On Thursday, January 3, U.S. District Court Judge Catherine C. Blake announced that former ESPN Zone workers were not adequately compensated when the Disney subsidiary closed its doors at Baltimore's Inner Harbor on June 16, 2010. The decision came more than two years after the former employees brought a class action lawsuit against Zone Enterprises of Maryland, a subsidiary of the Walt Disney Co, for violating the federal Worker Adjustment and Retraining Notification, or WARN, Act. The ruling represents mounting evidence that the current economic development model in Baltimore is broken.
"We have been calling on city leaders and developers to address human rights abuses at the Inner Harbor for years. I hope that this important federal court ruling will spur a renewed energy to rethink development in Baltimore so that our public resources are used to ensure work with dignity," explained former ESPN Zone host Emanuel McCray.
"Of course I'm happy," said former ESPN Zone cook Janice Watson, after hearing the verdict. "It was a long way, but it was well appreciated. You can't get anything done by yourself, but we came together as a people in the United Workers, and this shows what can be accomplished."
While the ruling is an important step toward making amends with the workers, it is far from justice. Because of ESPN Zone's failure to treat its workers with the dignity and respect they deserved, former workers were forced to move from their homes or take their kids out of day care. At least two former employees were stricken with cancer and now face growing health care debt, having lost health insurance when ESPN Zone closed.
Winston Gupton experienced homelessness and then illness shortly after losing his job as a cook at ESPN Zone. With no way to care for himself and his six-year-old daughter, Winston was forced to move out of his apartment and leave town.
"I had a beautiful job. I loved going to work every day," said Gupton in July 2010, fighting back tears. "And then for them to snatch the rug out from under me... us, with no respect, no kind of solutions..."
The responsibility lies not only with Disney, but with the Cordish Company, which owns the lease on the Power Plant building, where ESPN Zone was located. Cordish has failed repeatedly to hold vendors accountable for violations against workers.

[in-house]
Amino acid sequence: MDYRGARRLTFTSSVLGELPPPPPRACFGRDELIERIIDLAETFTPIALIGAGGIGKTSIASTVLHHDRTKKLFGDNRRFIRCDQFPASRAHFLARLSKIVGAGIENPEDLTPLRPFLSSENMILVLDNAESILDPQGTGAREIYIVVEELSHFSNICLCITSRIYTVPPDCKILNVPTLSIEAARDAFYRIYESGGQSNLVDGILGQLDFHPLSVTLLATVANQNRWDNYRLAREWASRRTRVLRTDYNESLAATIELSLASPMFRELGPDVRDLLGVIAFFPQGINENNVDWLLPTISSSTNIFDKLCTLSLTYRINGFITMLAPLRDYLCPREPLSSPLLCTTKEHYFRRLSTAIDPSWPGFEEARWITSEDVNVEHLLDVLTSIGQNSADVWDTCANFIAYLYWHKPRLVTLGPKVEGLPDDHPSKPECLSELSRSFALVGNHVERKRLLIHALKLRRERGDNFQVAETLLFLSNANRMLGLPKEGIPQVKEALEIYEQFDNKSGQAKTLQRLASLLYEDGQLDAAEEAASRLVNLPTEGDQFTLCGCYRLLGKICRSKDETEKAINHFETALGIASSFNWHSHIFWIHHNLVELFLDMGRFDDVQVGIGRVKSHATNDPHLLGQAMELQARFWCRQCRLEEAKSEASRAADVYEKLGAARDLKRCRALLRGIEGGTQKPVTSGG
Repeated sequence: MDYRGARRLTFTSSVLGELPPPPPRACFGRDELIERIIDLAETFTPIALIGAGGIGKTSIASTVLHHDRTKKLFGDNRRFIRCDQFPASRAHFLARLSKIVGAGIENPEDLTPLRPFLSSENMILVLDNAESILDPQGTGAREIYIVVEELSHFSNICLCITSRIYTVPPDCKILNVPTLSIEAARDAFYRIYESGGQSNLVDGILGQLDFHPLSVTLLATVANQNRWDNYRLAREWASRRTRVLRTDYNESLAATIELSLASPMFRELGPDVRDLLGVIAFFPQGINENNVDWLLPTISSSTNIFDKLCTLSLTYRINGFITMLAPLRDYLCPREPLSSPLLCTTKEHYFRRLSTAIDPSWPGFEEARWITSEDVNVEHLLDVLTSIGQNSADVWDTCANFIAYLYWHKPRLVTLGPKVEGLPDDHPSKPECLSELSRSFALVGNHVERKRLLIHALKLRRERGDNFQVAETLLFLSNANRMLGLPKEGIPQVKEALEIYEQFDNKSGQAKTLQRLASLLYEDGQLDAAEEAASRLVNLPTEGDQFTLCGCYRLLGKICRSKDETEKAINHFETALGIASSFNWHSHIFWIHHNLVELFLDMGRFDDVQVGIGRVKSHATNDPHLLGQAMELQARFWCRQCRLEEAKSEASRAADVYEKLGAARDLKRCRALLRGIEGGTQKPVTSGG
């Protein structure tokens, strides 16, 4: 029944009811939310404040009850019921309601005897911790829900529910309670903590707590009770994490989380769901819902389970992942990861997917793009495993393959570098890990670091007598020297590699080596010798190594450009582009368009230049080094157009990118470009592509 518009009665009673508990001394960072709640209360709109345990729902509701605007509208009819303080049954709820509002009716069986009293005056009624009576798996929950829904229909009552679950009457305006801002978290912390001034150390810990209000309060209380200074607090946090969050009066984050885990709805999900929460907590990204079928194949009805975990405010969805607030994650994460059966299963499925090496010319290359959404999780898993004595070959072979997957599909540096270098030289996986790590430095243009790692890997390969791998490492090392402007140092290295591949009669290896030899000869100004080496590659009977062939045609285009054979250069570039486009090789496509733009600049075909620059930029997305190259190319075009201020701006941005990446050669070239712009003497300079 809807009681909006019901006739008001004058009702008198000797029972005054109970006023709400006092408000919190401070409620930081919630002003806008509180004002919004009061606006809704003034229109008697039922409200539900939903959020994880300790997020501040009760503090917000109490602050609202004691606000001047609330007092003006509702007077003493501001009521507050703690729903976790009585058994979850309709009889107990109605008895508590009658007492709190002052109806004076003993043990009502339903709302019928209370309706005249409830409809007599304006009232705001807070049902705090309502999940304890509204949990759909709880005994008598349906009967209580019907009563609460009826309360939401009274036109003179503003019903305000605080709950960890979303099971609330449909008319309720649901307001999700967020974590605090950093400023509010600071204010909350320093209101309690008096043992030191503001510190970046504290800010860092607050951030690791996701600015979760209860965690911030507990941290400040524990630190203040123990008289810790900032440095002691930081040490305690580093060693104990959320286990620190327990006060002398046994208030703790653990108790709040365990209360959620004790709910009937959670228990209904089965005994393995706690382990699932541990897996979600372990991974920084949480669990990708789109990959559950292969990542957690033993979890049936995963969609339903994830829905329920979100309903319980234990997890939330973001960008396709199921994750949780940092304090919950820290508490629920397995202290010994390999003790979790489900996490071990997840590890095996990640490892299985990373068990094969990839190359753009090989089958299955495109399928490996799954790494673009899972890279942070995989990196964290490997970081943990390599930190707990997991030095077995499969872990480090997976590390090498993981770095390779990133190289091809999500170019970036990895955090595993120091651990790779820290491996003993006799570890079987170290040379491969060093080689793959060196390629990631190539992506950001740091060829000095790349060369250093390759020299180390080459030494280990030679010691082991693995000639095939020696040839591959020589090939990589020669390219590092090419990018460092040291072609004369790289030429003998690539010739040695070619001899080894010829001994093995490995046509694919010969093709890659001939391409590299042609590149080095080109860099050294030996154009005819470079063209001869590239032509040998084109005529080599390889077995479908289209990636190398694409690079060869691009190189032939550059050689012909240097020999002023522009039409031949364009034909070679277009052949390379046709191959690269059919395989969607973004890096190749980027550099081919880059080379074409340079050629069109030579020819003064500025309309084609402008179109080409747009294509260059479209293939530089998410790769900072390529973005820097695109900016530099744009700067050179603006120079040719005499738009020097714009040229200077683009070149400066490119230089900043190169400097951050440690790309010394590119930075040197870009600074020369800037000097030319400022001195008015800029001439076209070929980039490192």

On June 30, 2010, former ESPN Zone workers held a press conference to protest their inadequate severance package and their employer's lack of closure notice. In response, a Cordish security guard attempted to interrupt the press conference.
Since 2008, United Workers has documented ongoing human rights abuses at the Inner Harbor, including chronic wage theft, abusive working conditions, a widespread lack of health insurance and sick days, and a failure to respond adequately to workplace injuries. These violations were highlighted in United Workers' Spring 2011 report on the Inner Harbor, "Hidden in Plain Sight." Cordish has failed to respond.
"Corporate executives think that they can break the law and get away with it, because harbor developers do not enforce any human rights standards, but we are human beings and we have the right to dignity and respect," said former ESPN Zone cook Debra Harris shortly before the workers filed the lawsuit in 2010. "We are sending a message to Disney, ESPN Zone, and Inner Harbor developers that private gain should not take precedence over human life."
This message is as important today as it was two years ago. The ruling in favor of the ESPN Zone workers is an important victory. But it is only the beginning. Baltimore workers deserve far better: fair development with respect and dignity for all. Not just Disney, but Cordish, should be held accountable.